Discover what it is truly important for you
Adding value is a basic human instinct. Through this experience, I found out that I want to be that positive difference in the work that I do and the people that surround me.
My reasons for coming to Zambia are to give my contribution to ending poverty and providing decent work and economic growth for all.
I think the UN’s sustainable development goals (SDGs) are every citizen’s responsibilities. Imagine if every person in the world engages with these goals, visualise the positive impacts we could have. Poverty will belong to the past and everyone will have decent work. I see life as an opportunity to leave my mark in the world. Imagine you couldn’t fail. Where would you go? What would you do?
The New Year is always a time for reflection. Having now been back in the UK for just under three weeks, this particular New Year has inevitably provided the perfect headspace to reflect on my three months in Ghana and is a good time to think about what the UK can learn from new and rising economies around the world.
In Ghana, being entrepreneurial is a way of life and not just a fancy term for someone with a big enough bank balance to make her good idea a reality. Graduate schemes, of the type that millennials in the UK have become used to worrying about, don’t feature much in Ghana, where it’s much more commonplace for new graduates to be already working on their own small individual business projects. So many people are driven to make a difference to themselves and the economic growth of their country and, more often than not, help to solve one of the issues facing their community too. We in the UK could benefit from the sense of determination and drive that I experienced firsthand on countless occasions whilst in Ghana.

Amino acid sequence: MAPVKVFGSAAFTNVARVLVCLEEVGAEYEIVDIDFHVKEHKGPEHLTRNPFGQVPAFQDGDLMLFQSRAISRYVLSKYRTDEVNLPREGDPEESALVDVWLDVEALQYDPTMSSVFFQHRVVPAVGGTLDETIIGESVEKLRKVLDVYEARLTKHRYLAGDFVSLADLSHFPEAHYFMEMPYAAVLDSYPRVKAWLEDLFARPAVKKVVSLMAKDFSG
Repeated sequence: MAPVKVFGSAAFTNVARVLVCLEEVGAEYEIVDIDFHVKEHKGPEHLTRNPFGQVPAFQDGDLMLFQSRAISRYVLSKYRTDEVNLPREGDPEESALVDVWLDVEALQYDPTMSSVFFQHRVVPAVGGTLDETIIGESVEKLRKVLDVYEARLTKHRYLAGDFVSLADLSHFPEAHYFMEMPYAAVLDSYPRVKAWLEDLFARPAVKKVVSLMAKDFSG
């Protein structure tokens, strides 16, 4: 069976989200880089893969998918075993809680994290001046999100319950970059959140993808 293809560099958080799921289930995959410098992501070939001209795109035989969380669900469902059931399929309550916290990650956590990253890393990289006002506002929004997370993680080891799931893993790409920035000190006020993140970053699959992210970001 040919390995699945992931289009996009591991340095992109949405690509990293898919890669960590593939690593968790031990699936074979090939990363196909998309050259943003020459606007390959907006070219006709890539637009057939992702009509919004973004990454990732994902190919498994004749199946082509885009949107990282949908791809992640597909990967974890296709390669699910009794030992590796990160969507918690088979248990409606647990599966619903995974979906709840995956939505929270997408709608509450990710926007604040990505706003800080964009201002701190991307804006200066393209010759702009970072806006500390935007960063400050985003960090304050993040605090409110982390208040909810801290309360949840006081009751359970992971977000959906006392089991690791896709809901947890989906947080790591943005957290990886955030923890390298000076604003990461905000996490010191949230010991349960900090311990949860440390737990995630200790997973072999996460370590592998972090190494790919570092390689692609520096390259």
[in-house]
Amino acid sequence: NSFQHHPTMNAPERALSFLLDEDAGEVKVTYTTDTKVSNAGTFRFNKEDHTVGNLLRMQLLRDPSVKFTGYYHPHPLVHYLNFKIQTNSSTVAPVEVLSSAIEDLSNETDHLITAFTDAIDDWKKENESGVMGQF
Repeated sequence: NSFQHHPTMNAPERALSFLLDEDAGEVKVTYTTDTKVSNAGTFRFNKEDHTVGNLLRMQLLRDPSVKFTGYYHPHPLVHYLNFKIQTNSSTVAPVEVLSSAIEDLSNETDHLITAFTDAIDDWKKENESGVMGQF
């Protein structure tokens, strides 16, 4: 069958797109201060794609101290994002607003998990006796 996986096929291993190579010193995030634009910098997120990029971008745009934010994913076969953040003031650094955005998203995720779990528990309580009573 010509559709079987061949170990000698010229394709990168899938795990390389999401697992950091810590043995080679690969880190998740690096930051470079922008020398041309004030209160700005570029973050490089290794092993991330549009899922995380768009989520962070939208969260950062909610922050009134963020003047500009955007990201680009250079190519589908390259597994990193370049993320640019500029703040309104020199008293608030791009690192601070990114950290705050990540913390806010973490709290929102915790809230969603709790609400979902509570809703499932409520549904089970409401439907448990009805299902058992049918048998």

Working with limited resources is seen as a challenge, not an obstacle to success
Ghana is a middle-income country and has already succeeded in halving the number of Ghanaians living in poverty in recent years. However, it is undeniable that Ghana has fewer financial resources and less economic buoyancy to rely on than the UK. Not only did I never anyone use this as an excuse for not starting a project they believe in, more often than not it is the very reason they’ve started the project. There’s a real sense of collective drive and ambition to continue the amazing economic growth Ghana has experienced over the course of just two generations. “We’re all in this together” actually means something to the majority of Ghanaians.
Buying local is the norm